A leading charity in the United Kingdom is calling on the Government to use the Children and Families Bill to provide homes for young people in care beyond the age of 18.
The Fostering Network has worked with Paul Goggins MP to table an amendment which would allow all fostered young people in England the chance to remain with their foster carers until the age of 21, if both parties were in agreement. The amendment, Continuing support for former foster children, could be debated and accepted during the Bill’s report stage this week.
Currently, local authority care usually ceases on a young person's 18th birthday, and what happens to them next is a postcode lottery. Some local authorities help them to stay with foster carers, others rely on their foster carer offering them a home for free, and many more are forced to move out to live by themselves.
When this happens, the levels of support vary hugely. This can mean that someone studying for their A-levels may be forced into independent living midway through their exam year, at a time when most young people rely on the support and help of their family to enable them to study and do well.
The average age for most young people to leave home across the UK is 24. Traditionally care leavers don’t do as well in education as those who haven’t been through the care system and are more likely to be unemployed. Being able to stay longer with their foster carers could help to address these inequalities.
Paul Goggins MP said: "Whilst the average age for leaving home is 24, only one in 20 young people in foster care stay with their carers beyond their 18 birthday. Many young people leaving foster care end up homeless and in a crisis that could be avoided.
"We all have an obligation towards young people in care and allowing foster children to stay with their carers until they are 21 would be a practical way of smoothing the path towards adult life for some of the most vulnerable people in our society".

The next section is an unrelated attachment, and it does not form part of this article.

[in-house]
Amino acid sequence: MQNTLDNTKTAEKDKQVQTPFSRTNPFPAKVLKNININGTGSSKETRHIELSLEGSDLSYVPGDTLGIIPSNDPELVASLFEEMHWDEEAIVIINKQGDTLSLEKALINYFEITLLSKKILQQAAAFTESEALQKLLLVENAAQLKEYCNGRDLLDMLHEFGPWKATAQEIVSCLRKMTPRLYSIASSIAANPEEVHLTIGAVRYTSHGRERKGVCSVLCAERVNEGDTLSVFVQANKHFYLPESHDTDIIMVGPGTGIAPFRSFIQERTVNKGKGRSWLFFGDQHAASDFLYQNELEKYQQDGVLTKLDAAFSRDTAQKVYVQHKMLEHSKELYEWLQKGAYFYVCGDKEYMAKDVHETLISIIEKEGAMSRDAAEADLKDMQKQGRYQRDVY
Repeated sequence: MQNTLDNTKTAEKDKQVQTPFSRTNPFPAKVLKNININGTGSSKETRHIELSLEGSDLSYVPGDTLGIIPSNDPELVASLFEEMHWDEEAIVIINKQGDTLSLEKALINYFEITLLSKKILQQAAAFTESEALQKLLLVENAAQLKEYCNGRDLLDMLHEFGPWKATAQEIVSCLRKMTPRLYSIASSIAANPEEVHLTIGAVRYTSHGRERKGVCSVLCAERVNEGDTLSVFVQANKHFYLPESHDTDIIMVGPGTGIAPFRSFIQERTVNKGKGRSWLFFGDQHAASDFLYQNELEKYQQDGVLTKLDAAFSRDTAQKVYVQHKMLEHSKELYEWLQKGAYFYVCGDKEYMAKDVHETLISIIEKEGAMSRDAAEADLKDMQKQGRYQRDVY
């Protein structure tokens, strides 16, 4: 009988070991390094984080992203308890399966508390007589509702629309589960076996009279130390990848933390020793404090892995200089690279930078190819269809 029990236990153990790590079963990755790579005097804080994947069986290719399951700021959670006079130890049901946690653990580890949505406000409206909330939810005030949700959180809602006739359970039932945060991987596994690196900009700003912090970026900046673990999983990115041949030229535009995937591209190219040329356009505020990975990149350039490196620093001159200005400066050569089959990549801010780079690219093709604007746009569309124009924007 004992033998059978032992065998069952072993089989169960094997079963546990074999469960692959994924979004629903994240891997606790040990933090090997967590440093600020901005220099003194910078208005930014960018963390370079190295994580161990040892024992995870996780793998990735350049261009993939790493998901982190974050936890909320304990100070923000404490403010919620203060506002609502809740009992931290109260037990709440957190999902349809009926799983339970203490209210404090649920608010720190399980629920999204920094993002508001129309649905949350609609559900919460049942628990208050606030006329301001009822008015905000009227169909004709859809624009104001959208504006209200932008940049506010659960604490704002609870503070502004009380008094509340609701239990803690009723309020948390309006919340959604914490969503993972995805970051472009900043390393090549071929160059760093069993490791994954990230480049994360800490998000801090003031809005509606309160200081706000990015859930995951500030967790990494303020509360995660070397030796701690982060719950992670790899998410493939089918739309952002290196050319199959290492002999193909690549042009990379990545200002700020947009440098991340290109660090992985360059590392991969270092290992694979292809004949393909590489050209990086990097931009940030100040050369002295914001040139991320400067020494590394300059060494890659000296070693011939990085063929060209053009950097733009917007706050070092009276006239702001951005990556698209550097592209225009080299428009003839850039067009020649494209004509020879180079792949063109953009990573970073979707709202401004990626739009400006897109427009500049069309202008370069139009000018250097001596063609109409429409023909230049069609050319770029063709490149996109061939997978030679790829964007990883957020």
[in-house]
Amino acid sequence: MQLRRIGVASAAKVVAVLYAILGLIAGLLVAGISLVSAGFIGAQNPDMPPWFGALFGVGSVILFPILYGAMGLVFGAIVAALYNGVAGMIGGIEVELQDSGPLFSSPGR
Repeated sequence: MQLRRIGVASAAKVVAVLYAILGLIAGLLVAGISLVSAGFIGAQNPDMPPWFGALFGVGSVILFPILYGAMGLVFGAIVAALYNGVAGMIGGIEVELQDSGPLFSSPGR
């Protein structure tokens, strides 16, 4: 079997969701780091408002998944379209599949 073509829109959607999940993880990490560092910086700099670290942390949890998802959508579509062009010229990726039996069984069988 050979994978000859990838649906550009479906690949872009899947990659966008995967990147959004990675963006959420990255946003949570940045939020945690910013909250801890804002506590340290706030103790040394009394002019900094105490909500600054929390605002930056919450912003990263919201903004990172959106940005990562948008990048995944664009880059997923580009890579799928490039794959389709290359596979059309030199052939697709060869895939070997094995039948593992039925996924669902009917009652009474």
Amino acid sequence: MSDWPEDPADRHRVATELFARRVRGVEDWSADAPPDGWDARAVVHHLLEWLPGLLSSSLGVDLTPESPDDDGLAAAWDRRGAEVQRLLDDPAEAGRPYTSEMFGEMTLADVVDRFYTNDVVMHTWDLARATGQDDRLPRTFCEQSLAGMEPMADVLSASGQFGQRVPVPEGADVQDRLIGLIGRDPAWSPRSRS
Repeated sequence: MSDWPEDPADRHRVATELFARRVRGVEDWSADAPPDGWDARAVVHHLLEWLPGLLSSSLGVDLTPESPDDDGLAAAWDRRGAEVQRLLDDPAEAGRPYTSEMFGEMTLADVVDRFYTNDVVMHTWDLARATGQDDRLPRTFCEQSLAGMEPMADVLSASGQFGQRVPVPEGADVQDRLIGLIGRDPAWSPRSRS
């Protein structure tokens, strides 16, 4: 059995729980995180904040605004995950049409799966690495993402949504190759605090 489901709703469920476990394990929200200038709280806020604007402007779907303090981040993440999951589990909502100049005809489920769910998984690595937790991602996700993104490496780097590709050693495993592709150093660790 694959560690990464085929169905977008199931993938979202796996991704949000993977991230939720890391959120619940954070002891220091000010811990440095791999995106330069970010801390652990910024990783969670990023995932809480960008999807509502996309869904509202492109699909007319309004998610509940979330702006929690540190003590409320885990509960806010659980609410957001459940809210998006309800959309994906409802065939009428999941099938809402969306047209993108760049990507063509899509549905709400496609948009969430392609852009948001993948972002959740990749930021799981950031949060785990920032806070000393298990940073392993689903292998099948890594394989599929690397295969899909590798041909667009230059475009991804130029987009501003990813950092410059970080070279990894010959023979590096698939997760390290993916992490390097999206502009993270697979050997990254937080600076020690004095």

Vicki Swain, Campaigns Manager at the Fostering Network, said: "The amendment would allow for more young people in care to have the stability and support so many of us take for granted as they enter adulthood, which will not only benefit them but also society as a whole.
“While we welcome the Government’s current interest in care leavers, we believe that without legislation too few fostered young people will get a realistic chance to stay with their foster carers beyond the age of 18.
“This is a rare opportunity to change the law, and we need as many as MPs as possible to back the amendment to make sure that the next generation of care leavers gets a better start to adult life.”
Glynis - a Foster Carer and Melanie - who had to leave Care share their experiences below:
Foster Carer’s story - Glynis
I had fostered Kim since she was 11. When she took her GCSEs at 16, she was informed that she would have to move into a hostel, but she wanted to stay with me, take her A-Levels and go to University. She was not ready for independent living, but what 16 year old girl is? I fought the local authority with support and won the right for Kim to stay with me until she was 18.
On Kim's 18th birthday, just after she had achieved three great A-levels, they stopped my fostering allowance. So I was faced with a choice, do I evict the girl who only wanted a stable home so that she could complete her education and go to university, or do I quit fostering? I loved fostering, but there was no way I could let her down, so I quit.
Kim is now going into her third year of university and I couldn’t be more proud. The local authority should have been proud of her too, and should have supported me to support her. We need a change in the law to ensure that all young people in care get a home for as long as they need it, and it should not just come down to luck of the draw.
Care leaver’s story – Melanie
I went into care at the age of six, and from 11 lived with a long-term foster family. From the time I was doing my GCSEs, my anxiety about having to move out started, as this is when the pressure from social services began.
I began to dread my impending 18th birthday because I knew I would be pushed out of the family. I know that my foster family were happy for me to stay, but social services were not, so I had to go.
This resulted in me moving into supported lodgings when I really wasn't ready, and then into my own flat, and I couldn’t cope. Things started to go wrong for me and I eventually dropped out of college. I even lost touch with my foster family for a while.
Now years later, having survived and doing well, I speak with my foster mum about it and she agrees it was all handled wrong and if support to 21 had been an option it could have made all the difference.
Sadly my experience isn’t unique, and, what’s even more worrying, the situation hasn’t got any better since 1998.